Dave - 1 year ago 71

SQL Question

I need to generate all combinations of size

`@k`

`@n`

`/*CREATE FUNCTION dbo.Factorial ( @x int )`

RETURNS int

AS

BEGIN

DECLARE @value int

IF @x <= 1

SET @value = 1

ELSE

SET @value = @x * dbo.Factorial( @x - 1 )

RETURN @value

END

GO*/

SET NOCOUNT ON;

DECLARE @k int = 5, @n int;

DECLARE @set table ( [value] varchar(24) );

DECLARE @com table ( [index] int );

INSERT @set VALUES ('1'),('2'),('3'),('4'),('5'),('6');

SELECT @n = COUNT(*) FROM @set;

DECLARE @combinations int = dbo.Factorial(@n) / (dbo.Factorial(@k) * dbo.Factorial(@n - @k));

PRINT CAST(@combinations as varchar(max)) + ' combinations';

DECLARE @index int = 1;

WHILE @index <= @combinations

BEGIN

INSERT @com VALUES (@index)

SET @index = @index + 1

END;

WITH [set] as (

SELECT

[value],

ROW_NUMBER() OVER ( ORDER BY [value] ) as [index]

FROM @set

)

SELECT

[values].[value],

[index].[index] as [combination]

FROM [set] [values]

CROSS JOIN @com [index]

WHERE ([index].[index] + [values].[index] - 1) % (@n) BETWEEN 1 AND @k

ORDER BY

[index].[index];

Answer

Using a numbers table or number-generating CTE, select 0 through 2^n - 1. Using the bit positions containing 1s in these numbers to indicate the presence or absence of the relative members in the combination, and eliminating those that don't have the correct number of values, you should be able to return a result set with all the combinations you desire.

```
WITH Nums (Num) AS (
SELECT Num
FROM Numbers
WHERE Num BETWEEN 0 AND POWER(2, @n) - 1
), BaseSet AS (
SELECT ind = Power(2, Row_Number() OVER (ORDER BY Value) - 1), *
FROM @set
), Combos AS (
SELECT
ComboID = N.Num,
S.Value,
Cnt = Count(*) OVER (PARTITION BY N.Num)
FROM
Nums N
INNER JOIN BaseSet S ON N.Num & S.ind <> 0
)
SELECT
ComboID,
Value
FROM Combos
WHERE Cnt = @k
ORDER BY ComboID, Value;
```

This query performs pretty well, but I thought of a way to optimize it, cribbing from the Nifty Parallel Bit Count to first get the right number of items taken at a time. This performs 3 to 3.5 times faster (both CPU and time):

```
WITH Nums AS (
SELECT Num, P1 = (Num & 0x55555555) + ((Num / 2) & 0x55555555)
FROM dbo.Numbers
WHERE Num BETWEEN 0 AND POWER(2, @n) - 1
), Nums2 AS (
SELECT Num, P2 = (P1 & 0x33333333) + ((P1 / 4) & 0x33333333)
FROM Nums
), Nums3 AS (
SELECT Num, P3 = (P2 & 0x0f0f0f0f) + ((P2 / 16) & 0x0f0f0f0f)
FROM Nums2
), BaseSet AS (
SELECT ind = Power(2, Row_Number() OVER (ORDER BY Value) - 1), *
FROM @set
)
SELECT
ComboID = N.Num,
S.Value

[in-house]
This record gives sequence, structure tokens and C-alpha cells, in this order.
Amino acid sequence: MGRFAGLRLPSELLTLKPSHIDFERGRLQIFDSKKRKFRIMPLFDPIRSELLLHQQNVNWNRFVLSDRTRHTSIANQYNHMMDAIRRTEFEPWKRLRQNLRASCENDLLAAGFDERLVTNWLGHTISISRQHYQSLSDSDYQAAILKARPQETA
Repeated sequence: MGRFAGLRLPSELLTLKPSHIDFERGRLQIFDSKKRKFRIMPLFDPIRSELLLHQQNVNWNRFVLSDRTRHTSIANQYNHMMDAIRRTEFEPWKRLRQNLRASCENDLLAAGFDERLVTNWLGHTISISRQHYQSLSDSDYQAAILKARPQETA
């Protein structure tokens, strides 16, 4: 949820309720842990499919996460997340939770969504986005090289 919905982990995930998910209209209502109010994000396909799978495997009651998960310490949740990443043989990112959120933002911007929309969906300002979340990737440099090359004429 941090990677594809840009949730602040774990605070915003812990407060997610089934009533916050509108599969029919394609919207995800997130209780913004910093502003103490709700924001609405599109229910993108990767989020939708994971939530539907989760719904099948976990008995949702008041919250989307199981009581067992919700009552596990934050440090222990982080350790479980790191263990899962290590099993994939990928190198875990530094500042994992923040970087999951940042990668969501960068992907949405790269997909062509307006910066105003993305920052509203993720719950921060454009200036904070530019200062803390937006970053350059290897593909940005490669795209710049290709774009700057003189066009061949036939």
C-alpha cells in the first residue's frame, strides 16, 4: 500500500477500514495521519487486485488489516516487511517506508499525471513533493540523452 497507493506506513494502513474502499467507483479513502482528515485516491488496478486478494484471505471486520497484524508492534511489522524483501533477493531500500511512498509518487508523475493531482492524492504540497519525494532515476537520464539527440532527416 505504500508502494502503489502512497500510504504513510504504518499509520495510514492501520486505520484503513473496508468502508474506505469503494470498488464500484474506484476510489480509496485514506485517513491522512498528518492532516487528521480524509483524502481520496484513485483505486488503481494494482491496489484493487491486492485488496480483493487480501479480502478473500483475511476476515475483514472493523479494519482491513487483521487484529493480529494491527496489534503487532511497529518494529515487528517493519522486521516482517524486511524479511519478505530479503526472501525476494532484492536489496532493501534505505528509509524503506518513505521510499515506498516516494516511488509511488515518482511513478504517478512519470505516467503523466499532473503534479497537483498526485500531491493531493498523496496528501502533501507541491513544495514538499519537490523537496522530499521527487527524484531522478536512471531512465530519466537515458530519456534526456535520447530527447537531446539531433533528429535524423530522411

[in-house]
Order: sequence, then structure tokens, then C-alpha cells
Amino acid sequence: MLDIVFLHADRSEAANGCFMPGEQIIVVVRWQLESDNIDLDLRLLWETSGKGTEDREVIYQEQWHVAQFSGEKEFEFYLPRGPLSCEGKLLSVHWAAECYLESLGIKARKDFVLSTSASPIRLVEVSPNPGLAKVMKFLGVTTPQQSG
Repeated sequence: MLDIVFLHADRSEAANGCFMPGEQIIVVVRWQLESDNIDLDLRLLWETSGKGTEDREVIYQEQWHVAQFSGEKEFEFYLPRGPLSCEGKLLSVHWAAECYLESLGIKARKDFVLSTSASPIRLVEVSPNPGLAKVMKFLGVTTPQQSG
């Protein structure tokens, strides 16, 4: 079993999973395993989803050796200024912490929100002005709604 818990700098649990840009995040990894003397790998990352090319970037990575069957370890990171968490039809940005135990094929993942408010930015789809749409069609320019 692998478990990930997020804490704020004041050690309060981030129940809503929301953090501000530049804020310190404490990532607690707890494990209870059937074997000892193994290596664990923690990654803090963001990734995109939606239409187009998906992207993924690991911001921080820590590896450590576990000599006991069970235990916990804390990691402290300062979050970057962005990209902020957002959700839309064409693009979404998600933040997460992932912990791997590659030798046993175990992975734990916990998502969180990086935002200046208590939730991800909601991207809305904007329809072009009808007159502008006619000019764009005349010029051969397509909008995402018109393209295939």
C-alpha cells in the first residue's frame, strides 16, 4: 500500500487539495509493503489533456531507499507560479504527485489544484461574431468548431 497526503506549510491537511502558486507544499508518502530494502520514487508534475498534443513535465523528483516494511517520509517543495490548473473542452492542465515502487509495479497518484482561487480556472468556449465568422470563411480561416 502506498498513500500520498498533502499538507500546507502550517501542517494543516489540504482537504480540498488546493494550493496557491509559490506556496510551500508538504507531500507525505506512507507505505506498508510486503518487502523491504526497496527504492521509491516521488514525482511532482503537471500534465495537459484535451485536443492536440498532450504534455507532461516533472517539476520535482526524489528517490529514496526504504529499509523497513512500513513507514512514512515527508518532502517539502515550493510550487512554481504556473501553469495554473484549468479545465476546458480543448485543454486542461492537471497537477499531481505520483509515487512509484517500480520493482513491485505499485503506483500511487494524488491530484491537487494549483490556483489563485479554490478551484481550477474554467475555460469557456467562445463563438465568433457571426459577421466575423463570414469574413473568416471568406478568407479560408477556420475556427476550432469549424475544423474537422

FROM
Nums3 N
INNER JOIN BaseSet S ON N.Num & S.ind <> 0
WHERE P3 % 255 = @k
ORDER BY ComboID, Value;
```

I went and read the bit-counting page and think that this could perform better if I don't do the % 255 but go all the way with bit arithmetic. When I get a chance I'll try that and see how it stacks up.

My performance claims are based on the queries run without the ORDER BY clause. For clarity, what this code is doing is counting the number of set 1-bits in `Num`

from the `Numbers`

table. That's because the number is being used as a sort of indexer to choose which elements of the set are in the current combination, so the number of 1-bits will be the same.

I hope you like it!

For the record, this technique of using the bit pattern of integers to select members of a set is what I've coined the "Vertical Cross Join." It effectively results in the cross join of multiple sets of data, where the number of sets & cross joins is arbitrary. Here, the number of sets is the number of items taken at a time.

Actually cross joining in the usual horizontal sense (of adding more columns to the existing list of columns with each join) would look something like this:

```
SELECT
A.Value,
B.Value,
C.Value
FROM
@Set A
CROSS JOIN @Set B
CROSS JOIN @Set C
WHERE
A.Value = 'A'
AND B.Value = 'B'
AND C.Value = 'C'
```

My queries above effectively "cross join" as many times as necessary with only one join. The results are unpivoted compared to actual cross joins, sure, but that's a minor matter.

First, may I suggest this change to your Factorial UDF:

```
ALTER FUNCTION dbo.Factorial (
@x bigint
)
RETURNS bigint
AS
BEGIN
IF @x <= 1 RETURN 1
RETURN @x * dbo.Factorial(@x - 1)
END
```

Now you can calculate much larger sets of combinations, plus it's more efficient. You might even consider using `decimal(38, 0)`

to allow larger intermediate calculations in your combination calculations.

Second, your given query does not return the correct results. For example, using my test data from the performance testing below, set 1 is the same as set 18. It looks like your query takes a sliding stripe that wraps around: each set is always 5 adjacent members, looking something like this (I pivoted to make it easier to see):

```
1 ABCDE
2 ABCD Q
3 ABC PQ
4 AB OPQ
5 A NOPQ
6 MNOPQ
7 LMNOP
8 KLMNO
9 JKLMN
10 IJKLM
11 HIJKL
12 GHIJK
13 FGHIJ
14 EFGHI
15 DEFGH
16 CDEFG
17 BCDEF
18 ABCDE
19 ABCD Q
```

Compare the pattern from my queries:

```
31 ABCDE
47 ABCD F
55 ABC EF
59 AB DEF
61 A CDEF
62 BCDEF
79 ABCD G
87 ABC E G
91 AB DE G
93 A CDE G
94 BCDE G
103 ABC FG
107 AB D FG
109 A CD FG
110 BCD FG
115 AB EFG
117 A C EFG
118 BC EFG
121 A DEFG
...
```

Just to drive the bit-pattern -> index of combination thing home for anyone interested, notice that 31 in binary = 11111 and the pattern is ABCDE. 121 in binary is 1111001 and the pattern is A__DEFG (backwards mapped).

I ran some performance testing with big sets on my second query above. I do not have a record at this time of the server version used. Here's my test data:

```
DECLARE
@k int,
@n int;
DECLARE @set TABLE (value varchar(24));
INSERT @set VALUES ('A'),('B'),('C'),('D'),('E'),('F'),('G'),('H'),('I'),('J'),('K'),('L'),('M'),('N'),('O'),('P'),('Q');
SET @n = @@RowCount;
SET @k = 5;
DECLARE @combinations bigint = dbo.Factorial(@n) / (dbo.Factorial(@k) * dbo.Factorial(@n - @k));